Take a look at North Korean TV sometime. Acres and acres of flag and pom-pom waving young people exuding merriment from every pore of their well-fed bodies. And it is all an illusion. An artifice.

The North Koreans are starving in their boots and propped up by aid from China, South Korea and yes, America -the Great Satan, actually contributes to keeping North Korea afloat and breathing.

So how different is that from Pakistan? Well, despite rumours to the contrary Pakistan is not a failed state and far from it, but it is home to increasing numbers of people who are food-insecure and live in profound poverty. There is not yet famine. Yet. The economy is tottering but not collapsed and the banking system and stock exchanges are doing roaring business…and yet…

Perhaps the failure to celebrate Independence Day this year with quite the same spontaneous fervor as in the past is linked to an overall sense of fatigue, an overarching sombre mood that pops the balloon of celebration and jollity.

Maybe people had just run out of money and spent it on other things than flags, Iphones and Samsung’s. Could it even be that some people just no longer care about Independence Day any more despite it being one of the most important dates in the national calendar?

Independence – the very thing that MA Jinnah and his fellows fought for, for so many years is now reduced to an extra day off for most people and not worth buying and waving a flag for. Well

Dreaming of Cheese through the paradox of rabbit holes

Review – The Forbidden Room

Margot escapes the wolves through the doorway of a drforbiden.jpgeam.” This is an entirely representative intertitle from The Forbidden Room, another
crazed cheese-dream of early cinema from the Canadian auteur Guy Maddin – credited here with collaborator Evan Johnson – renowned for his freaky mashups and pileups of cine-fetish silent movie pastiche. (Another intertitle is: “Eve is arrested for murder and squid theft.”)

The colour will flicker and degrade like damaged nitrate stock. Shout lines will twirl towards the audience as if the film has decided to include its own trailers. Images and faces will wobble and flare and explode, as if celluloid has been trapped in the gate of an old-fashioned projector and caught fire – but what follows is not the traditional burned-around-the-edges hole of nothingness but more wild imaginings, shaping and re-shaping themselves like mercury. It is a silent cinema with all sorts of noise: the dialogue being overdubbed. It is sometimes brilliant and sometimes boring, but even the boring parts have an eccentric sparkle. I have been agnostic about Maddin’s work in the past, but this has made me a believer. Or very nearly. Watching it, I remembered what TS Eliot is said to have remarked about Finnegans Wake: “One book like this is enough.” One film like this is enough, and I’m inclined to say that those new to Maddin should probably start with this experimental extravaganza, and finish with it, too, in case the experience of watching a lot of other very similar films takes the edge off.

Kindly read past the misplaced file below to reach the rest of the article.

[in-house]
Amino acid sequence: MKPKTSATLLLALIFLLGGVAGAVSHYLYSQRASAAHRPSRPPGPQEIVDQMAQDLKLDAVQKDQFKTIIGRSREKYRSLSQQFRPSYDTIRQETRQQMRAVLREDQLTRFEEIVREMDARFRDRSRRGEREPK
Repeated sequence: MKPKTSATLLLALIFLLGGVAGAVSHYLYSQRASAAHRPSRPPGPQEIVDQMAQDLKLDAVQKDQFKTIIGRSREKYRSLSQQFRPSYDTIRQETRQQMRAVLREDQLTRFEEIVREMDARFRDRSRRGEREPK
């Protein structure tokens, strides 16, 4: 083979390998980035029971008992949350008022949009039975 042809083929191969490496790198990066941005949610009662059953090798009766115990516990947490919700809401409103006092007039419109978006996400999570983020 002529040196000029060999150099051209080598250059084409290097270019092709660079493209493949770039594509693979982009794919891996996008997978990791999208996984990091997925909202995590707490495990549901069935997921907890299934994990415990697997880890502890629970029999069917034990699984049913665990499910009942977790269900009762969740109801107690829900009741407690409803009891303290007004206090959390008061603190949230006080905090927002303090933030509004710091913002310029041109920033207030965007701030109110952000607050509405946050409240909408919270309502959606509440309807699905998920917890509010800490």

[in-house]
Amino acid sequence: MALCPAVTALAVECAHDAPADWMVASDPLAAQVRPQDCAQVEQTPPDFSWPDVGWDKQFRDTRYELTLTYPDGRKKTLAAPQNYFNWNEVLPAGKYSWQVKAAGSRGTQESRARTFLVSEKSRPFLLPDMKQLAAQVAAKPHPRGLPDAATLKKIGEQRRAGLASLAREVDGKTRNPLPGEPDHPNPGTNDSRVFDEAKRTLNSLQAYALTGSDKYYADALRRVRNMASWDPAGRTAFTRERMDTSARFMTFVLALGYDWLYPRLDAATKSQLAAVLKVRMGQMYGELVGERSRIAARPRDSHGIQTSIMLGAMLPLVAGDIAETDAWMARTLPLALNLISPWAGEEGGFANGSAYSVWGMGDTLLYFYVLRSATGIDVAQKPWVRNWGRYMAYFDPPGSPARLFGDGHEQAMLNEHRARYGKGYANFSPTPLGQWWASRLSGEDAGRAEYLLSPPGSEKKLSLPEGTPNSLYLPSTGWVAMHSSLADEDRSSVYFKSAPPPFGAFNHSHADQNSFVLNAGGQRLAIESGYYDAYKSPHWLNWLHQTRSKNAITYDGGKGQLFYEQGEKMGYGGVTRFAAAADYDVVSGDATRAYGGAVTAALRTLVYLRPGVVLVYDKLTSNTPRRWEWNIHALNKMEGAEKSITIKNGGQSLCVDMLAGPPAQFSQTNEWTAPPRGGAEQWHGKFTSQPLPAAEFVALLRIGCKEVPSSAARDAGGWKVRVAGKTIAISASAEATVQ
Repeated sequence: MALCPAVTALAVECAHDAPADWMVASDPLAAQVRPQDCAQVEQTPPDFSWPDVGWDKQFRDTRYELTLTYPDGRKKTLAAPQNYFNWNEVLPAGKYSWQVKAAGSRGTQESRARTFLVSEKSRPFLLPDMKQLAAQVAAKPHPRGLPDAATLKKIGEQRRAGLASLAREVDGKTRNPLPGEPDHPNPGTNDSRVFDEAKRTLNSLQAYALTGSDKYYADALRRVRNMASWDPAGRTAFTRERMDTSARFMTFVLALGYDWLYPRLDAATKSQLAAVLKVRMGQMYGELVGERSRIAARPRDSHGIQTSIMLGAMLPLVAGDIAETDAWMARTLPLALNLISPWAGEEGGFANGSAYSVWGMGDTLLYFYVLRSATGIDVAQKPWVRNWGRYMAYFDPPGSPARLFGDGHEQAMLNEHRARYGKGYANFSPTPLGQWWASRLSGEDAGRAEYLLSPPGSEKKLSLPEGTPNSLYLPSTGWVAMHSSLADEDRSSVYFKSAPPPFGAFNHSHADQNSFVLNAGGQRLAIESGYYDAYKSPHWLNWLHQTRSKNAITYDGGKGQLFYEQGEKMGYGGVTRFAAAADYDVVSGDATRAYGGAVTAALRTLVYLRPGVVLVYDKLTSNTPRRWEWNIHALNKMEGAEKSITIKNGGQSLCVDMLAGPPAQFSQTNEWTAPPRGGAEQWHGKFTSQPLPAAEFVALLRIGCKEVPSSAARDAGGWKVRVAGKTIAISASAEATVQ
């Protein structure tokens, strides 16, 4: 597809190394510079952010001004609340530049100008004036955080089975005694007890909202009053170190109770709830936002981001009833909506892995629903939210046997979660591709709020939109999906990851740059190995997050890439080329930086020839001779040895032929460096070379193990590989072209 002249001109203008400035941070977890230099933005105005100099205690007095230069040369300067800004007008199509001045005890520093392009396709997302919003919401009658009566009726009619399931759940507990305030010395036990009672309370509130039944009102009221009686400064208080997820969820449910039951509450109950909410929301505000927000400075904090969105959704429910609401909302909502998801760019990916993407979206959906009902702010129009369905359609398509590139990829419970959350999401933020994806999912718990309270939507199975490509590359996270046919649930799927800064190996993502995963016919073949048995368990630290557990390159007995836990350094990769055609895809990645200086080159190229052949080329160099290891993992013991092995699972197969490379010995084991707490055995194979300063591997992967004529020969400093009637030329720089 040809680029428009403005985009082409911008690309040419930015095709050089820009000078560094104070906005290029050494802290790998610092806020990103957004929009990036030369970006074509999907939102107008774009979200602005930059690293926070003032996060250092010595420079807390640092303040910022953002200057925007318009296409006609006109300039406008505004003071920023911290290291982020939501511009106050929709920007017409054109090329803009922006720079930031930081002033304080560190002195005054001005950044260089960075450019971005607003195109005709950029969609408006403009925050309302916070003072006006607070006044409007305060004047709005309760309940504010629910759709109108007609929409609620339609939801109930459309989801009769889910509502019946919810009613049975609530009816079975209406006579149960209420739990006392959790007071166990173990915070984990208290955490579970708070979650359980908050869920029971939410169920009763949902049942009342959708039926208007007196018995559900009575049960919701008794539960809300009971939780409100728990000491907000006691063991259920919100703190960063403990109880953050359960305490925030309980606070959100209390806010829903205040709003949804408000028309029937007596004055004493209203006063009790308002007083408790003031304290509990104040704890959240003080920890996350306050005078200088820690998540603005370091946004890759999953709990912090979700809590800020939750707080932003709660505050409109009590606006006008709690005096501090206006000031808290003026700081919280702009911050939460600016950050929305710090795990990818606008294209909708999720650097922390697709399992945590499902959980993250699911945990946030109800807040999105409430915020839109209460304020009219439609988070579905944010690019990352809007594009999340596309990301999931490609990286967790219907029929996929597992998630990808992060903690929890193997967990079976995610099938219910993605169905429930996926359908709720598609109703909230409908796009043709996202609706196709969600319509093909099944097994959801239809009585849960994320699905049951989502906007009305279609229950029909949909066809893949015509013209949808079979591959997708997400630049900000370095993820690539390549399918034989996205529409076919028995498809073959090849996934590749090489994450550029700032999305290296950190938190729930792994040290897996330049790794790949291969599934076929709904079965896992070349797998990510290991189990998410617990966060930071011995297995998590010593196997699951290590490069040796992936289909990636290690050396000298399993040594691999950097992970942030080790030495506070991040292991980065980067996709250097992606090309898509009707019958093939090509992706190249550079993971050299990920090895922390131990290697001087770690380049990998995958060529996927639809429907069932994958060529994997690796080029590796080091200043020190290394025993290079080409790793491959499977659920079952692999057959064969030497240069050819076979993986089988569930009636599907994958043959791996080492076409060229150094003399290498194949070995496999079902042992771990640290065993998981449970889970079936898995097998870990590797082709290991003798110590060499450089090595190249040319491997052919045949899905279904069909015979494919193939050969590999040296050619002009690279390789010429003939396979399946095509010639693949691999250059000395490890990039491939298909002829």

Even with The Forbidden Room, you can see how it could finish after 20 minutes or go on all night. Yet this is part of its shaggy-dog comic effect. The movie is a succession of scenes and characters with no logical relation to each other, or perhaps it is truer to say it is an infinite recession of universes, rabbit holes within rabbit holes, worlds folded inside each other like a Russian doll. A mock instructional film about taking a bath is succeeded by a tense scene concerning a submarine deep under water, carrying highly flammable gelignite which could explode at any time; a woodsman shows up – having evidently found a portal from his fairytale forest into the submarine – with a story about needing to rescue a woman called Margot from wolves, and she is being “held in the pink warm centre of a cave”. And so it goes on.

Themes of insomnia, elided with feminine vulnerability, might appear to suggest Lynch; dark monochrome shadows and menace gesture towards FW Murnau and Robert Wiene. But individual allusions are not the point. The effect of this movie resides in its generic texture, its feel, the weird sensation conveyed by its palimpsest of dozens of fabricated surfaces. Maddin doesn’t often overtly strive for comedy, but when he does, he is successful. I loved the petulant dispute between the woodsmen about who exactly is going to rescue Margot: it reminded me weirdly of Larry David’s old standup routine about the sheriff phoning round his friends, trying to get a posse together. The tasks set for the woodsman, such as bladder slapping, had something very Pythonesque.

This nonsensical labyrinth of variously purple, archaic and absurd tales naturally incorporates numerous cineaste in-jokes. It runs the usual Maddin gamut of stylistic nods to (primarily) the late silent and early talkie periods, complete with a whopping amount of explanatory intertitles (perhaps outweighing actual spoken dialogue), artificially scratched/aged “film stock,” use of obvious miniatures, approximation of two-strip Technicolor and so forth. Even more than most of the Winnipeg auteur’s efforts, “The Forbidden Room” is a toy box for fans of film history, its illusion of a Russian-doll structure (though there’s really no innermost sanctum here, title notwithstanding) furthering a sense that every reference here leads to an even more esoteric one.